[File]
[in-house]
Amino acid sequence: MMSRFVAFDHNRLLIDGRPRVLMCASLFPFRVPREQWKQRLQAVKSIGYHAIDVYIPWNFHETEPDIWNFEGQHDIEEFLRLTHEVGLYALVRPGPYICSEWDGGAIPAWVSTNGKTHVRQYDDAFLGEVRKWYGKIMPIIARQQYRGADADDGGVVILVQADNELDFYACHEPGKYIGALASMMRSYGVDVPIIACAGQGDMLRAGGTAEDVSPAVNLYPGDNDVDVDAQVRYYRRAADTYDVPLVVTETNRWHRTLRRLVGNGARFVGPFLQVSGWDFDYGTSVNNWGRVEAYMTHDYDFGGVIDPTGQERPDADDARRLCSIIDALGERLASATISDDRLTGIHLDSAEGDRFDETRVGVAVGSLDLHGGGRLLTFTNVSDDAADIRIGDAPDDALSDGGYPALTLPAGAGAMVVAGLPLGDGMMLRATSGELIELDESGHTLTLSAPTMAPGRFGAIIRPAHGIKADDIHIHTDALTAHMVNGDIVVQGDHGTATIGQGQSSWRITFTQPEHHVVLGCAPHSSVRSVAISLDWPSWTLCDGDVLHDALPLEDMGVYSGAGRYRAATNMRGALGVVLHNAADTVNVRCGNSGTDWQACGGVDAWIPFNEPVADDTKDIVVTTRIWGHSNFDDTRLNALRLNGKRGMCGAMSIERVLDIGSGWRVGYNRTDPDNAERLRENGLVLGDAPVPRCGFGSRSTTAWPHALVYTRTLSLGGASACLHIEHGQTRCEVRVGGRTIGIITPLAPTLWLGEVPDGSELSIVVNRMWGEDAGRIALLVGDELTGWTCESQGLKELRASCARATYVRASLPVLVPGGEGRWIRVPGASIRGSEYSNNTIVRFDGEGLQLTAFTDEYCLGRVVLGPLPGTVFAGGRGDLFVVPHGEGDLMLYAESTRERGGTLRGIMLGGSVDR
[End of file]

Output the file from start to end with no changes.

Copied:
[in-house]
Amino acid sequence: MMSRFVAFDHNRLLIDGRPRVLMCASLFPFRVPREQWKQRLQAVKSIGYHAIDVYIPWNFHETEPDIWNFEGQHDIEEFLRLTHEVGLYALVRPGPYICSEWDGGAIPAWVSTNGKTHVRQYDDAFLGEVRKWYGKIMPIIARQQYRGADADDGGVVILVQADNELDFYACHEPGKYIGALASMMRSYGVDVPIIACAGQGDMLRAGGTAEDVSPAVNLYPGDNDVDVDAQVRYYRRAADTYDVPLVVTETNRWHRTLRRLVGNGARFVGPFLQVSGWDFDYGTSVNNWGRVEAYMTHDYDFGGVIDPTGQERPDADDARRLCSIIDALGERLASATISDDRLTGIHLDSAEGDRFDETRVGVAVGSLDLHGGGRLLTFTNVSDDAADIRIGDAPDDALSDGGYPALTLPAGAGAMVVAGLPLGDGMMLRATSGELIELDESGHTLTLSAPTMAPGRFGAIIRPAHGIKADDIHIHTDALTAHMVNGDIVVQGDHGTATIGQGQSSWRITFTQPEHHVVLGCAPHSSVRSVAISLDWPSWTLCDGDVLHDALPLEDMGVYSGAGRYRAATNMRGALGVVLHNAADTVNVRCGNSGTDWQACGGVDAWIPFNEPVADDTKDIVVTTRIWGHSNFDDTRLNALRLNGKRGMCGAMSIERVLDIGSGWRVGYNRTDPDNAERLRENGLVLGDAPVPRCGFGSRSTTAWPHALVYTRTLSLGGASACLHIEHGQTRCEVRVGGRTIGIITPLAPTLWLGEVPDGSELSIVVNRMWGEDAGRIALLVGDELTGWTCESQGLKELRASCARATYVRASLPVLVPGGEGRWIRVPGASIRGSEYSNNTIVRFDGEGLQLTAFTDEYCLGRVVLGPLPGTVFAGGRGDLFVVPHGEGDLMLYAESTRERGGTLRGIMLGGSVDR